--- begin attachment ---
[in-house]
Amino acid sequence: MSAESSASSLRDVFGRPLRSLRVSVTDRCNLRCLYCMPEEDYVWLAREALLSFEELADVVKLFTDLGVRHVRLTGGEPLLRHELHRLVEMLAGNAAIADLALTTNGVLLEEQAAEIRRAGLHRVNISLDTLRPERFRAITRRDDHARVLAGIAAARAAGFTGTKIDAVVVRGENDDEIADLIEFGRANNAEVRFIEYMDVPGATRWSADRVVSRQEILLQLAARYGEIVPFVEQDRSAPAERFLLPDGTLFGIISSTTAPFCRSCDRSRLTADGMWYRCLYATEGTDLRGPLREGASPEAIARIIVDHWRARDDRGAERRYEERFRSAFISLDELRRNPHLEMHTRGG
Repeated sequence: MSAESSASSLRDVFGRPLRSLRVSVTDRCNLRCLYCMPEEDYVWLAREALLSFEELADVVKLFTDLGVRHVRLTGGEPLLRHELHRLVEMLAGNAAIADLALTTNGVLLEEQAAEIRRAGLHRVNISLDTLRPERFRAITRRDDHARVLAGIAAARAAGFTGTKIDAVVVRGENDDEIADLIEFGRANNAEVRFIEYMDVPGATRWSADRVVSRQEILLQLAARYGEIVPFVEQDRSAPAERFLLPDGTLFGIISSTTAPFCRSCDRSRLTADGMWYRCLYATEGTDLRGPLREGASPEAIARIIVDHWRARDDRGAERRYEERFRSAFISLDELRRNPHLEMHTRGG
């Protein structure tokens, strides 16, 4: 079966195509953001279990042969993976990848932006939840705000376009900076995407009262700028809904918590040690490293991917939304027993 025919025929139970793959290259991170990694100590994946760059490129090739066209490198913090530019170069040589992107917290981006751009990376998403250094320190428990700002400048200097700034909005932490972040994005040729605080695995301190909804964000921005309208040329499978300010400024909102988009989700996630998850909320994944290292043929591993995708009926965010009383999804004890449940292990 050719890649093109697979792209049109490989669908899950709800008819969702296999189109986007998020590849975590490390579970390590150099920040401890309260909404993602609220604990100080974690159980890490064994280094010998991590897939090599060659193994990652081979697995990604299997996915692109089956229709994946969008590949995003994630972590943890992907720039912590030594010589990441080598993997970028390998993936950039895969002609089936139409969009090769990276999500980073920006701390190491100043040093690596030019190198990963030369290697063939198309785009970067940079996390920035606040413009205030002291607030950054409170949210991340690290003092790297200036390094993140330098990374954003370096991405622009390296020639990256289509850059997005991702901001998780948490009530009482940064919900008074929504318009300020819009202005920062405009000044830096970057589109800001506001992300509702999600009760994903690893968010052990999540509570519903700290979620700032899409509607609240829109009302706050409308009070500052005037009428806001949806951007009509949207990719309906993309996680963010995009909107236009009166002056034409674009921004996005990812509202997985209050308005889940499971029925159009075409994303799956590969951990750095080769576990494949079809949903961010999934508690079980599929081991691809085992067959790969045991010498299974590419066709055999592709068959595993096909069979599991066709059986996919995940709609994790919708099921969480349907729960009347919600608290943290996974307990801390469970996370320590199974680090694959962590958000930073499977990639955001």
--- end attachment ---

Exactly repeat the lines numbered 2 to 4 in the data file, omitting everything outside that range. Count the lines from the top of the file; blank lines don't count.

Amino acid sequence: MSAESSASSLRDVFGRPLRSLRVSVTDRCNLRCLYCMPEEDYVWLAREALLSFEELADVVKLFTDLGVRHVRLTGGEPLLRHELHRLVEMLAGNAAIADLALTTNGVLLEEQAAEIRRAGLHRVNISLDTLRPERFRAITRRDDHARVLAGIAAARAAGFTGTKIDAVVVRGENDDEIADLIEFGRANNAEVRFIEYMDVPGATRWSADRVVSRQEILLQLAARYGEIVPFVEQDRSAPAERFLLPDGTLFGIISSTTAPFCRSCDRSRLTADGMWYRCLYATEGTDLRGPLREGASPEAIARIIVDHWRARDDRGAERRYEERFRSAFISLDELRRNPHLEMHTRGG
Repeated sequence: MSAESSASSLRDVFGRPLRSLRVSVTDRCNLRCLYCMPEEDYVWLAREALLSFEELADVVKLFTDLGVRHVRLTGGEPLLRHELHRLVEMLAGNAAIADLALTTNGVLLEEQAAEIRRAGLHRVNISLDTLRPERFRAITRRDDHARVLAGIAAARAAGFTGTKIDAVVVRGENDDEIADLIEFGRANNAEVRFIEYMDVPGATRWSADRVVSRQEILLQLAARYGEIVPFVEQDRSAPAERFLLPDGTLFGIISSTTAPFCRSCDRSRLTADGMWYRCLYATEGTDLRGPLREGASPEAIARIIVDHWRARDDRGAERRYEERFRSAFISLDELRRNPHLEMHTRGG
């Protein structure tokens, strides 16, 4: 079966195509953001279990042969993976990848932006939840705000376009900076995407009262700028809904918590040690490293991917939304027993 025919025929139970793959290259991170990694100590994946760059490129090739066209490198913090530019170069040589992107917290981006751009990376998403250094320190428990700002400048200097700034909005932490972040994005040729605080695995301190909804964000921005309208040329499978300010400024909102988009989700996630998850909320994944290292043929591993995708009926965010009383999804004890449940292990 050719890649093109697979792209049109490989669908899950709800008819969702296999189109986007998020590849975590490390579970390590150099920040401890309260909404993602609220604990100080974690159980890490064994280094010998991590897939090599060659193994990652081979697995990604299997996915692109089956229709994946969008590949995003994630972590943890992907720039912590030594010589990441080598993997970028390998993936950039895969002609089936139409969009090769990276999500980073920006701390190491100043040093690596030019190198990963030369290697063939198309785009970067940079996390920035606040413009205030002291607030950054409170949210991340690290003092790297200036390094993140330098990374954003370096991405622009390296020639990256289509850059997005991702901001998780948490009530009482940064919900008074929504318009300020819009202005920062405009000044830096970057589109800001506001992300509702999600009760994903690893968010052990999540509570519903700290979620700032899409509607609240829109009302706050409308009070500052005037009428806001949806951007009509949207990719309906993309996680963010995009909107236009009166002056034409674009921004996005990812509202997985209050308005889940499971029925159009075409994303799956590969951990750095080769576990494949079809949903961010999934508690079980599929081991691809085992067959790969045991010498299974590419066709055999592709068959595993096909069979599991066709059986996919995940709609994790919708099921969480349907729960009347919600608290943290996974307990801390469970996370320590199974680090694959962590958000930073499977990639955001």